Eventually it is revealed to the audience what Do Hoon's real problem is: he has been diagnosed with early onset Alzheimer's Disease and out of true love for his wife he doesn't want her to be saddled with a dying man to take care of, and he is terrified of having a child he knows he won't be around to take care of. He keeps this a secret from his wife, and worse, even deliberately tries to make her hate him so she files for divorce. Talk about your noble idiocy! For a man who didn't want to hurt his wife he was doing a fine job of it anyway!
He does end up telling the truth about his illness to his best friend Choi Hang Seo (My Love From Another Star) who is more like a brother to him than just a friend. Do Hoon's estranged rich father dies and leaves him a building in the heart of Seoul that he can sell, which can help pay for his extended care eventually with a paid nurse in a hospice type of care. He enlists Hang Seo's help with all these preparations. He's already forgetting things, like his age, the pass-code to his home, his cell phone number, places in Seoul he had frequented quite often before, and soon people's faces are next. In his cognizant moments he is aware of how quickly his disease is progressing. (The actor did a great job getting mannerisms down of the typical Alzheimer's patient, for instance the frequent staring off into space).
Soo Jin becomes desperate to try one more time to find out why her husband is turning from her, and to save her marriage, despite the ongoing divorce proceedings. With a friend of her brother's, named Bryan Jung (Kim Sung Cheol from To. Jenny), a movie producer, and his girlfriend, a make-up artist named Son Ye Rim (Kim Ga Eun from Because This Is My First Life), they come up with elaborate schemes to make Do Hoon think an attractive new woman is enamored of him -- but it's really Soo Jin in disguise! She is further encouraged to do this crazy thing by her best friend, an often divorced woman named Jo Mi Kyung (Park Hyo Joo from I Need Romance 3). She keeps the true situation of her dying marriage from her loving mother, played by Jeon Guk Hyang, who loves Do Hoon like a son.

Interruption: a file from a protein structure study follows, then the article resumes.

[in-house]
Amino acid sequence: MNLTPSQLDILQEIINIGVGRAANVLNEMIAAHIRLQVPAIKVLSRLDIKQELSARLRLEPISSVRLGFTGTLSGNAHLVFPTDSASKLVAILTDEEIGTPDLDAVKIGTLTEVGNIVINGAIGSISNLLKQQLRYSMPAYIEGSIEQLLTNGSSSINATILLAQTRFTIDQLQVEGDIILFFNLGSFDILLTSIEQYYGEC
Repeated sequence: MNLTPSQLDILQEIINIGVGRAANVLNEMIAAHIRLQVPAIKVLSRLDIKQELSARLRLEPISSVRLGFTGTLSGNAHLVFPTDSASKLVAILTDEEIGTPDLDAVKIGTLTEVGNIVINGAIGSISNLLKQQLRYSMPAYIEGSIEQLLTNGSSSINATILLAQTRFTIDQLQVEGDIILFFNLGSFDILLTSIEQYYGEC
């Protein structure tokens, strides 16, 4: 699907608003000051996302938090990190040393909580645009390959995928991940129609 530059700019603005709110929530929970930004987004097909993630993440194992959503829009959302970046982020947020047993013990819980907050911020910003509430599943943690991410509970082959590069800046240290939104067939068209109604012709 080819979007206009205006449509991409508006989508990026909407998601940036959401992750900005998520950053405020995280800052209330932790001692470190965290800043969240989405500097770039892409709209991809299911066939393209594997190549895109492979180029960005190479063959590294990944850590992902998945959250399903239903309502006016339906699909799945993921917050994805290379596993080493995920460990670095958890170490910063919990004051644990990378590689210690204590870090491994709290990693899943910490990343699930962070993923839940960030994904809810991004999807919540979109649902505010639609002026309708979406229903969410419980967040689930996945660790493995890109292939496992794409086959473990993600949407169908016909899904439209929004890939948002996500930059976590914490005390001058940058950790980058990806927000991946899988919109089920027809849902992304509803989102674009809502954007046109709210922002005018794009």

At first Do Hoon doesn't seem too interested in this new woman, but we soon start to realize that despite his Alzheimer's he knows exactly who this woman is -- his own wife! He's onto her game but doesn't let on to her that he knows her identity. They end up going to bed together one last time, at a hotel. Soo Jin thinks he's clueless as to her real identity, and thinks he committed adultery with this persona she created! - but in his heart he's giving himself to his wife one last time before he disappears to go into hospice out in the country, away from Seoul altogether.
The divorce goes through, Do Hoon disappears, Soo Jin finds herself pregnant and gives birth to a daughter. She grows closer to her colleague Moon Kyung Hoon and he becomes a father figure to her daughter as she grows up. When the daughter is six years old and starting school, one day they are about to cross a street together, and there in front of them is Do Hoon, who walks right by them on the street and doesn't even recognize his ex-wife, and certainly not his daughter.
This shakes up Soo Jin to her core, and she eventually learns the truth about the Alzheimer's disease, and Do Hoon's sacrifice to let her have a free and unencumbered life away from taking care of a dying man. She becomes determined to become Do Hoon's caregiver in his last days, instead of the hired nurse, but Do Hoon's surrogate brother Hang Seo is having none of it, since that would be against Do Hoon's last wishes.
Can Soo Jin possibly make him change his mind? Is it even a good idea for Do Hoon to meet his daughter when he might not even know who she is, and she might be hurt to understand she has had a father all this time and he's been very sick? Is there any hope they can be a loving family together, despite his terrible disease, and the limited time they might have together? All in all, to me, the most beautiful parts of this drama come in the second half. The humor is put aside and the value of human beings undergoing dramatic transitions in their lives is showcased in an almost poetic way.
~~~~~~~~The Wind Blows is a drama that will last in your own memory for a long time, and make you appreciate every day you spend healthy and happy and sharing love with your own loved ones. Never take that for granted. Enjoy the drama, and here's hoping some acting awards are headed in future to these wonderful thespians.